Compliance and disease-specific knowledge were measured using a validated Dutch-language instrument . Objective knowledge was measured by means of 22 true or false questions about COPD and expressed as the proportion of correct answers, transformed into a 0-10 scale. Subjective knowledge was assessed by means of six questions on a five-point scale indicating the estimation that patients make of their amount of knowledge on COPD. Self-reported medication compliance and physical activity practice were both measured by numeric rating (0-10) in combination with questions on a five-point scale that were expressed as one overall score. Next to that, self-reported smoking behaviour was measured on a dichotomous scale. Psycho-social mediators and self-efficacy were assessed using three dimensions of the Self-Management Ability Scale (SMAS): investment (the ability to invest in longer-term benefits) and initiative beliefs (the ability to be self-motivating regarding the realisation of the dimensions of well-being), as well as self-efficacy [16, 17]. The subscales each consist of five items rated on a six-point scale. A higher score indicated better ability.
Professional behaviour was measured from the degree to which GPs applied evidence-based care after the intervention. Professional adherence to protocolised assessment and treatment of COPD was measured by four main guideline aspects: GOLD classification with each COPD diagnosis, application of spirometry, prescription of airway medication and inspection of patients' medication usage and technique. The application of patient education was evaluated from the proportions of patients reporting they had received clear information and information booklets. Continuity of care was assessed from the proportions of patients regularly followed. The indicators are expressed as percentages of patients that received a specific intervention.
Final outcomes measures
A validated Dutch version of the self-reported Chronic Respiratory Questionnaire (CRQ-SR) was used to measure quality of life [18, 19]. The CRQ-SR is made up of 20 questions and measures four dimensions relating to dyspnoea (5), emotional function (7), fatigue (4), and mastery (4). For every question there are seven response categories that score from 1 to 7; higher scores indicated better quality of life. A change of 0.5 in each dimension has been calculated as being the minimum clinically important difference (MCID) .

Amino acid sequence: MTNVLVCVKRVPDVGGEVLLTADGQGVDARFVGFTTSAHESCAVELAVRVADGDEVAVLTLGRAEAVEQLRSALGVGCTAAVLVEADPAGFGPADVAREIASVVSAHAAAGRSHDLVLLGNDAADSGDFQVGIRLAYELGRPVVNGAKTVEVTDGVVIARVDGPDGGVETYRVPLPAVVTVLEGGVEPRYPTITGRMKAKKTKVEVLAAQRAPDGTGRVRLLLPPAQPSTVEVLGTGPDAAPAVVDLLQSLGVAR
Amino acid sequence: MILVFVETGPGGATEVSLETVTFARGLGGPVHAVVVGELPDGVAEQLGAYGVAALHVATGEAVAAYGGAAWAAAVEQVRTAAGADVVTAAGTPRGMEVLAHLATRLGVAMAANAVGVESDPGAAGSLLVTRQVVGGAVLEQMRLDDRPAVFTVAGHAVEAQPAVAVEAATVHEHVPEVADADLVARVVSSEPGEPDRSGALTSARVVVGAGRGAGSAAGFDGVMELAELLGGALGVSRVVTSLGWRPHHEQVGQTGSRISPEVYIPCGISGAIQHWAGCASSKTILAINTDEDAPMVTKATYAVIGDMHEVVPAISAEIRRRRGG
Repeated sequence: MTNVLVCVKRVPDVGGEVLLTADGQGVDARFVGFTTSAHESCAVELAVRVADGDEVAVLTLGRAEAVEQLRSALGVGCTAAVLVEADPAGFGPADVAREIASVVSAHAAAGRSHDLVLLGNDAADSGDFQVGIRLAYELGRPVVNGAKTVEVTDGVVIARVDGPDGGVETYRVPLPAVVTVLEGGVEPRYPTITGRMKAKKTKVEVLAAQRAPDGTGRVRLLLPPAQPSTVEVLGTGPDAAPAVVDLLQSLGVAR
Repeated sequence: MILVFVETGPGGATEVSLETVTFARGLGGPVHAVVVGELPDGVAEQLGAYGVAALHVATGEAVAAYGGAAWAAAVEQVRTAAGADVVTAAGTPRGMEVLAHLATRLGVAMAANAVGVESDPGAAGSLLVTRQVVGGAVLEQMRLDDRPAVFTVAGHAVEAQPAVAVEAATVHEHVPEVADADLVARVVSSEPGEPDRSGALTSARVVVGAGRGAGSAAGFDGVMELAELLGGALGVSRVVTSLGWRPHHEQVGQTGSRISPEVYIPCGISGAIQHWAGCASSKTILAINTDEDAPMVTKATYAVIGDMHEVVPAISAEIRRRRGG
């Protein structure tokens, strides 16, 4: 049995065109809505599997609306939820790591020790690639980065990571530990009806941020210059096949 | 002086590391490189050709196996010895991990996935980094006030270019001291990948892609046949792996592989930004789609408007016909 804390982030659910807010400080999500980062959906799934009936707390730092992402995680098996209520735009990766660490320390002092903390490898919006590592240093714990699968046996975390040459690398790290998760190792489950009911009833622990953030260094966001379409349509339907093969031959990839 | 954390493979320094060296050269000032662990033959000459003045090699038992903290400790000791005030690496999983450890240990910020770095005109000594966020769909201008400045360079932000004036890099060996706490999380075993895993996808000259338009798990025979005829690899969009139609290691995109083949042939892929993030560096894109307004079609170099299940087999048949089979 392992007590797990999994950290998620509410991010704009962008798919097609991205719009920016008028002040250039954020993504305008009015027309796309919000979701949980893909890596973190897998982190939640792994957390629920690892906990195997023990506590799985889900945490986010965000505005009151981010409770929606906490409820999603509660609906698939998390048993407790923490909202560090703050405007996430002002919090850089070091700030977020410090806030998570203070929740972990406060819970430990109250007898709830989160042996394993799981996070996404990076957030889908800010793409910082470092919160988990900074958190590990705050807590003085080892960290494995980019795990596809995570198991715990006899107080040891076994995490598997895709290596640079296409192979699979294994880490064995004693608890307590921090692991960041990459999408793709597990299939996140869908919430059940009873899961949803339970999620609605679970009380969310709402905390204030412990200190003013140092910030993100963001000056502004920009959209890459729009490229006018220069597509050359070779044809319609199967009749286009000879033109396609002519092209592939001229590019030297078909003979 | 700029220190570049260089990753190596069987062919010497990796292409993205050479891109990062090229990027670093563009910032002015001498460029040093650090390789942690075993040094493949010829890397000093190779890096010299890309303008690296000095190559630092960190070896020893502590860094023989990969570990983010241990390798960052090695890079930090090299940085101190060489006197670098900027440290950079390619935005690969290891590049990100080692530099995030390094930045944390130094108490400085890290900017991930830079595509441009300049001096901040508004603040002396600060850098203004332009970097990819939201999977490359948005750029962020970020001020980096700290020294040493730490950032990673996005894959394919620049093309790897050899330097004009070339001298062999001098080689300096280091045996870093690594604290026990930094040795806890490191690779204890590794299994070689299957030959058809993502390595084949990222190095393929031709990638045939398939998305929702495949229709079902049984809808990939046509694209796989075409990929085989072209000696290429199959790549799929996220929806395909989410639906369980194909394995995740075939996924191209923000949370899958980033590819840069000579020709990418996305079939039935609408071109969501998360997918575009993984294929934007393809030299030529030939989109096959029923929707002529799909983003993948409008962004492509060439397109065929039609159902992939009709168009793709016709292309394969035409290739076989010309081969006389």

Additionally, the Clinical COPD Questionnaire (CCQ) was used, a self-administered multidimensional symptom control questionnaire that includes 10 questions in three domains: symptoms (4), functional (4) and mental state (2) . The total CCQ score, and the score on each of the three domains, varies between 0 (very good health status) to 6 (extremely poor health status). An average change in score of 0.4 for the total score has been shown to be the MCID .
The EQ-5D visual analogue scale (VAS), a "thermometer" for eliciting a self-rating of health status, was used. Patients mark their perceived health status on a line with anchors 0 (worst imaginable health state) and 100 (best imaginable health state) .
The Medical Research Council (MRC) scale is a commonly used, validated, ordinal scale on which patients rate the type and magnitude of their dyspnoea according to five grades of increasing severity: 0 indicating 'breathlessness with strenuous exercise' to 5 representing 'breathlessness keeping patients from leaving the house' . Dyspnoea was also measured by the modified Borg scale, a 0 to 10 rated scale to measure and evaluate patients' dyspnoea .
Lung function was assessed by measuring the forced expiratory volume in one second (FEV1) with the use of spirometry and expressed as FEV1percentage predicted, according to established criteria . FEV1 was measured from a series of at least three forced expiratory curves that had an acceptable start of test and were free from artefact.
Patients' experiences on quality of care were measured using a self-administered questionnaire, the QUOTE (QUality Of care Through the patients' Eyes) COPD . In this study, only indicators reflecting aspects of quality of care specifically targeted by the programme's interventions were included, namely coordination and accessibility of care, education on medication use and non-medical self-care.
Comparisons for all study variables were made between baseline and 12 months post-intervention using paired-sampled t-tests and Wilcoxon signed rank tests (two-sided; α = 0.05) where appropriate. To determine if the theoretical model propositions are consistent with the data, regression analyses were applied in two steps. Intermediate indicators (independent variables) with significant changes in means entered the regression model with changes in outcomes as subsequent dependent variables. In accordance with the theoretical model first investment beliefs, subjective and objective knowledge entered the equation and then medication compliance. Even though outcome measures did not change significantly, within group variation in outcomes made it feasible to perform these regression analyses. Scores are arranged so that positive correlations indicate a positive relation. All analyses were performed at patient level. Data processing and analysis were performed using SPSS 15 for Windows. A prior significance level of 0.05 was used for all statistical tests.